The DUP stalwart, who has attended Pastor McConnell's church in the past, told the Irish News that claiming not to trust one section of society was not a hate crime, adding: "If it is then I'm going straight away to the police to ask them to take action against all those who say they don't trust politicians."
The controversy erupted at a time when race hate attacks in Northern Ireland are on the increase.
Under mounting pressure over the issue, Mr Robinson went on the front foot today, first issuing his statement of clarification and then embarking on a round of media interviews.
The statement said his original remarks had been "misinterpreted and given a meaning that was never intended".
He again defended Pastor McConnell's right to free speech, but stressed: "I would never seek to cause any insult to any section of our community. For the avoidance of any doubt, I make it clear that I welcome the contribution made by all communities in Northern Ireland and, in the particular circumstances, the Muslim community."
He added: "No part of me would want to insult or cause distress to local Muslims."
Later, the First Minister claimed that comments in the original newspaper interview that he would not trust Muslims who followed Sharia law to the letter, alluding to violent punishments, or those involved in terrorism would be supported by the majority of people in the Western world.
In regard to his remark about trusting a Muslim to go down to the shops, Mr Robinson said he would accept it could have caused offence if that was all he said.
"But it wasn't," he insisted. "I indicated that on all the everyday aspects of life (I would trust them), I specifically also mentioned that if I was going in for an operation and the surgeon was Muslim, would I trust him - of course I would.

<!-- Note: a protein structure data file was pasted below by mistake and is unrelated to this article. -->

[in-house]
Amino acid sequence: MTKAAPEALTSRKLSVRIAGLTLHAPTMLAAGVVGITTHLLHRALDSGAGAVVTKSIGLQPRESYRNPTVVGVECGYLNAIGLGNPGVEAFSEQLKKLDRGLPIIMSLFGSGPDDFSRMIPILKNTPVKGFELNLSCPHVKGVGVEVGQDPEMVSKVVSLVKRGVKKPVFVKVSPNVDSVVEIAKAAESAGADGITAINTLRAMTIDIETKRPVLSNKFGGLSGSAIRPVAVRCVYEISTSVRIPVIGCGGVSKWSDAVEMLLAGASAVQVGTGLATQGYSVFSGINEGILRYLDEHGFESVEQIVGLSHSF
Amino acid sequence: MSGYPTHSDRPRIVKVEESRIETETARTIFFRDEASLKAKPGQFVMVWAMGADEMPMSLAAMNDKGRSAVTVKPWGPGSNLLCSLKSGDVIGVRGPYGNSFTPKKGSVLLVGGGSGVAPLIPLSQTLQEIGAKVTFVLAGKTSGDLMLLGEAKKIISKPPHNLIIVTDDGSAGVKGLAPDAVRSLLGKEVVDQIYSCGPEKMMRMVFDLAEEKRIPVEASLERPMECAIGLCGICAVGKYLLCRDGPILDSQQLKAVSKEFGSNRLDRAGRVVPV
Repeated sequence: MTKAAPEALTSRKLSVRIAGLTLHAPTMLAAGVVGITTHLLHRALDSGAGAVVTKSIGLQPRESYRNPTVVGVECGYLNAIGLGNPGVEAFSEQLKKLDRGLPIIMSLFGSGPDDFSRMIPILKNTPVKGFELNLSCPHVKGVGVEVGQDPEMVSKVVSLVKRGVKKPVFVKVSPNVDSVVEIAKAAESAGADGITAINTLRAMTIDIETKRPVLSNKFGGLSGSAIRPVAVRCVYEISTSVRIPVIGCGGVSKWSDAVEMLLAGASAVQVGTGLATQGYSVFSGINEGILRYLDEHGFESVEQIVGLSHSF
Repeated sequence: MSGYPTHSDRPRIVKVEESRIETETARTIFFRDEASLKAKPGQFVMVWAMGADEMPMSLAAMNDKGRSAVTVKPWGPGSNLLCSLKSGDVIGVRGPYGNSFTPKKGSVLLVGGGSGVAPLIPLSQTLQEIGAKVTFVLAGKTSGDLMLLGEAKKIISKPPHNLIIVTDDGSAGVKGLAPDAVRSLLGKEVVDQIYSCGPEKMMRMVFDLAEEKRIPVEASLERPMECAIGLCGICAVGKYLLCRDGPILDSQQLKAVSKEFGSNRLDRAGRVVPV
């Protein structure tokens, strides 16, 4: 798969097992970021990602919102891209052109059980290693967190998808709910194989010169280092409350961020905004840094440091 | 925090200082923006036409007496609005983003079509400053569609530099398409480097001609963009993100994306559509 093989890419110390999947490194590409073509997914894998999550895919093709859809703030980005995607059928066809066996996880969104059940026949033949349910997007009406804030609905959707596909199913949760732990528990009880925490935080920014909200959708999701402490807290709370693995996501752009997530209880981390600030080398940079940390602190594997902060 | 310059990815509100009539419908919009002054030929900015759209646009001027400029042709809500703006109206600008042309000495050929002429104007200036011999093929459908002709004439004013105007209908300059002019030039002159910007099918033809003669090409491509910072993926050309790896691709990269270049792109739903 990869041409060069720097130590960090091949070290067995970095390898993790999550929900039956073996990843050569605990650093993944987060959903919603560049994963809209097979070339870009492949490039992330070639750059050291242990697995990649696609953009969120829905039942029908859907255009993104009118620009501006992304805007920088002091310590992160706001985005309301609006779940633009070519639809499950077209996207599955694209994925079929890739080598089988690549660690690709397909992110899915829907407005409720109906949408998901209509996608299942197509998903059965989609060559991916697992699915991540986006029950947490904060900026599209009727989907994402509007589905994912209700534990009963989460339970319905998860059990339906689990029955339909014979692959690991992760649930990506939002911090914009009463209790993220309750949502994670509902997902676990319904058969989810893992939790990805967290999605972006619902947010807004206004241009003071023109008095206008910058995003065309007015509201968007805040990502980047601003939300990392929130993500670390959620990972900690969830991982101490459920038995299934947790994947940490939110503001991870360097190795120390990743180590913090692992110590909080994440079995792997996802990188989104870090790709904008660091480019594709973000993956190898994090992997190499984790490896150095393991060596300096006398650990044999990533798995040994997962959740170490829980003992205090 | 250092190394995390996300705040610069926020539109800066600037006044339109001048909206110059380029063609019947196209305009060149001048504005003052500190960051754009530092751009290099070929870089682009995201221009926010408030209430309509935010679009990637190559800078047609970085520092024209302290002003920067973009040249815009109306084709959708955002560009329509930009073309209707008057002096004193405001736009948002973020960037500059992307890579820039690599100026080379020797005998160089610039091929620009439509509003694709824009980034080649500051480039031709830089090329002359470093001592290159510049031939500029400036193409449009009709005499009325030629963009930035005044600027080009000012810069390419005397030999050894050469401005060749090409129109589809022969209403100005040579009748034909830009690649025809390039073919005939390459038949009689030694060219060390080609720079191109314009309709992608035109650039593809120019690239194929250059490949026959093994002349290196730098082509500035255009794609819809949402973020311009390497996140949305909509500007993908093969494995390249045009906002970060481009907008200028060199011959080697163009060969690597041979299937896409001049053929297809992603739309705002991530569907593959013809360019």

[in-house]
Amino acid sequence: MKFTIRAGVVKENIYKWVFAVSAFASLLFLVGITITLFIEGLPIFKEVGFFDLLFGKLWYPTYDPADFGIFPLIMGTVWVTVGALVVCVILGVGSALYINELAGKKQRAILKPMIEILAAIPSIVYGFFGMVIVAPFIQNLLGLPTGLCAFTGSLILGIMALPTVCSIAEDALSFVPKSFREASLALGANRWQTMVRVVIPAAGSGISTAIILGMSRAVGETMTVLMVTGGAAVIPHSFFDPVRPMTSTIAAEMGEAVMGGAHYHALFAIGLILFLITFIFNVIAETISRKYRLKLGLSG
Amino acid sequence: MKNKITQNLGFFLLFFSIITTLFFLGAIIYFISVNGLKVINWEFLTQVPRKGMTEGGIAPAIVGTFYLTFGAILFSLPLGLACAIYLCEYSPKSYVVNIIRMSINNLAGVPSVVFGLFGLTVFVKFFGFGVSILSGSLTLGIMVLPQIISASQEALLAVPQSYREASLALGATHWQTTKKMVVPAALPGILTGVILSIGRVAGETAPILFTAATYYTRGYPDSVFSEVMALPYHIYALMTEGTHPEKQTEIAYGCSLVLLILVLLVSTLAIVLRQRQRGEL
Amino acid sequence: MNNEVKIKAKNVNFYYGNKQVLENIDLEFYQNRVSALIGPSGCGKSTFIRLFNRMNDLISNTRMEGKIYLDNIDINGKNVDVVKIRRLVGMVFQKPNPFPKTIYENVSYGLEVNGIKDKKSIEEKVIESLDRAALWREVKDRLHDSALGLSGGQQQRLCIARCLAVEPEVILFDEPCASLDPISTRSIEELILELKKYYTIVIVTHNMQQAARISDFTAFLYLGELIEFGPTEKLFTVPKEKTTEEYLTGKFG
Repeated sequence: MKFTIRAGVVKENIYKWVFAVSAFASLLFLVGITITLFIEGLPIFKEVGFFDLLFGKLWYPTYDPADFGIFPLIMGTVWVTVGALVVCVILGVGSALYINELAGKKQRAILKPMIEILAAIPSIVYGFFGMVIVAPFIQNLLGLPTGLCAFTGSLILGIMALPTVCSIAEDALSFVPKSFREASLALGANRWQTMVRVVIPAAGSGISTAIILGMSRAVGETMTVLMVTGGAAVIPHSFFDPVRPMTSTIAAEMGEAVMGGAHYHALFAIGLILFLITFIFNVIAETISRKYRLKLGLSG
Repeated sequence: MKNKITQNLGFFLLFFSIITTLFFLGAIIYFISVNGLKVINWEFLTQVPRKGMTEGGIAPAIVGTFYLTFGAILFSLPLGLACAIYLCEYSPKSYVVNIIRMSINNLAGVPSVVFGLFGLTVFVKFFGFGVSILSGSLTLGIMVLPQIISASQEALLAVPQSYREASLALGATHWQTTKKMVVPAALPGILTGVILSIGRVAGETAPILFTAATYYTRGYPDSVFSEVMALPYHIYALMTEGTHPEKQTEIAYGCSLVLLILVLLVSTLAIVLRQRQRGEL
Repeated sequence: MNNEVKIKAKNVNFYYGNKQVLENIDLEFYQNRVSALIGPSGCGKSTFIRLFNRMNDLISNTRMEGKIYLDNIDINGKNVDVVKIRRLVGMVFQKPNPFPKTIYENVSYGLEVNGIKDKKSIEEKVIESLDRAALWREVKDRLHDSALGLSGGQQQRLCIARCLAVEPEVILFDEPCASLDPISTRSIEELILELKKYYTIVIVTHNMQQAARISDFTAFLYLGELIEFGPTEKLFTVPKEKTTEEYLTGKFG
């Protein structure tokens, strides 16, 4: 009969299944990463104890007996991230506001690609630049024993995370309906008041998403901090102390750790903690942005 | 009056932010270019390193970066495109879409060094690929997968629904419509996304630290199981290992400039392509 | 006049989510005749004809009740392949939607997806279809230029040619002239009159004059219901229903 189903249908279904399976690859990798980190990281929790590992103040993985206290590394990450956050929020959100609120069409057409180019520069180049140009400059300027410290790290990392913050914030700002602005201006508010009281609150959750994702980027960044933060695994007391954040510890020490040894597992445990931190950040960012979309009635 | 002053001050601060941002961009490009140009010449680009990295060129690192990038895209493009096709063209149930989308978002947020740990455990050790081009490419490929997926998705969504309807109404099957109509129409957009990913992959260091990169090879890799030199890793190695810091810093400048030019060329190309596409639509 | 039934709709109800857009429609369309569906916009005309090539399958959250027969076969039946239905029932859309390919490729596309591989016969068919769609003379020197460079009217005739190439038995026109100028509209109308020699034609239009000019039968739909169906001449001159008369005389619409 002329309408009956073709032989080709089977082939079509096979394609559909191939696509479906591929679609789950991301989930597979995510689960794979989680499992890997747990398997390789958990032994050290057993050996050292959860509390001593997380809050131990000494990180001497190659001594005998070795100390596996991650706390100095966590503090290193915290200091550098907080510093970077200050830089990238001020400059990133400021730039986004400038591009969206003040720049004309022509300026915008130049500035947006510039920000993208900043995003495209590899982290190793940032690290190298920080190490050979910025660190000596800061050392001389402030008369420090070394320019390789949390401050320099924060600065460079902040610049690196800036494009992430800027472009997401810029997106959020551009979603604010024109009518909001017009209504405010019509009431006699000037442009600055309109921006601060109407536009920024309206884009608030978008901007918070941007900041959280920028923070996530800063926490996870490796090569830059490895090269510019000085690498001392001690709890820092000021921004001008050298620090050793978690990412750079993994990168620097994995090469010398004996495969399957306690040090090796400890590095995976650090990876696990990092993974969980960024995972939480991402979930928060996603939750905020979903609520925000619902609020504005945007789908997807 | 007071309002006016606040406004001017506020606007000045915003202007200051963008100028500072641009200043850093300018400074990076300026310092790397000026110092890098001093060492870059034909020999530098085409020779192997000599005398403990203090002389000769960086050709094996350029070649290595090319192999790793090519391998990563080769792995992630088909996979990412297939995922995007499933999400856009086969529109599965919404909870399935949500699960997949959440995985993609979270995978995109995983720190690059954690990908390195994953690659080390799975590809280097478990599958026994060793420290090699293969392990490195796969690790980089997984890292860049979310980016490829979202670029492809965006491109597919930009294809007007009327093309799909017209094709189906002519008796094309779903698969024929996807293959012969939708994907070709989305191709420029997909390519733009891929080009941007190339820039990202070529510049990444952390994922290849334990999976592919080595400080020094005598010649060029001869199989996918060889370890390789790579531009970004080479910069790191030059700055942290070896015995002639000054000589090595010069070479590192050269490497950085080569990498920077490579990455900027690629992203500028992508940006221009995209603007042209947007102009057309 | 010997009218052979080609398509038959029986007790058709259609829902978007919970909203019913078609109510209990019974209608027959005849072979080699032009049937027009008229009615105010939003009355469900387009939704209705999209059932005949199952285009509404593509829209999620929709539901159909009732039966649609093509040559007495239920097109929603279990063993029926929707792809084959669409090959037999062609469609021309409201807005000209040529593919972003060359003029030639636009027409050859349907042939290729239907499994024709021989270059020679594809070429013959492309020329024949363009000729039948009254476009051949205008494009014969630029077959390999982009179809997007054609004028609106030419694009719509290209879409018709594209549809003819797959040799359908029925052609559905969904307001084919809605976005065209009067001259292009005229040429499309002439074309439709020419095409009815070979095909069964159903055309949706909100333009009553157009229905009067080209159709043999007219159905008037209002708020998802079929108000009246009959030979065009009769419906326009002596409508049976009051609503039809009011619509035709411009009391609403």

"The actual comment about going to the shops was very much on the basis of saying that it was absurd that you wouldn't trust people to do anything."
Mr Robinson also attempted to allay concerns expressed by some members of the business community in Northern Ireland that trade with Islamic countries could be impacted by the controversy.
"We have a very good relationship with many Islamic countries and we will continue to do so and I suspect the people in those countries when looking at those kind of decisions will look at exactly what I have said and all that I have said, rather than just taking a few words out of the middle of it," he said.
While reiterating his defence of Pastor McConnell's right to say what he said, Mr Robinson significantly did not endorse the churchman's views.
"I have consistently made it clear that in terms of the Islamic faith, and it would be the same if you asked me about any of the doctrinal issues of any other faith, that as a politician I have no comment to make on those whatsoever - it's not my position to be giving views on doctrine or theology," he said.
"What I do say is I defend people's right, whether they are from the Protestant faith, the Catholic faith or Muslim faith, to be able to comment and, if they feel it necessary, to criticise other doctrines.
"It would be a lack of freedoms if we were not allowing people to do so."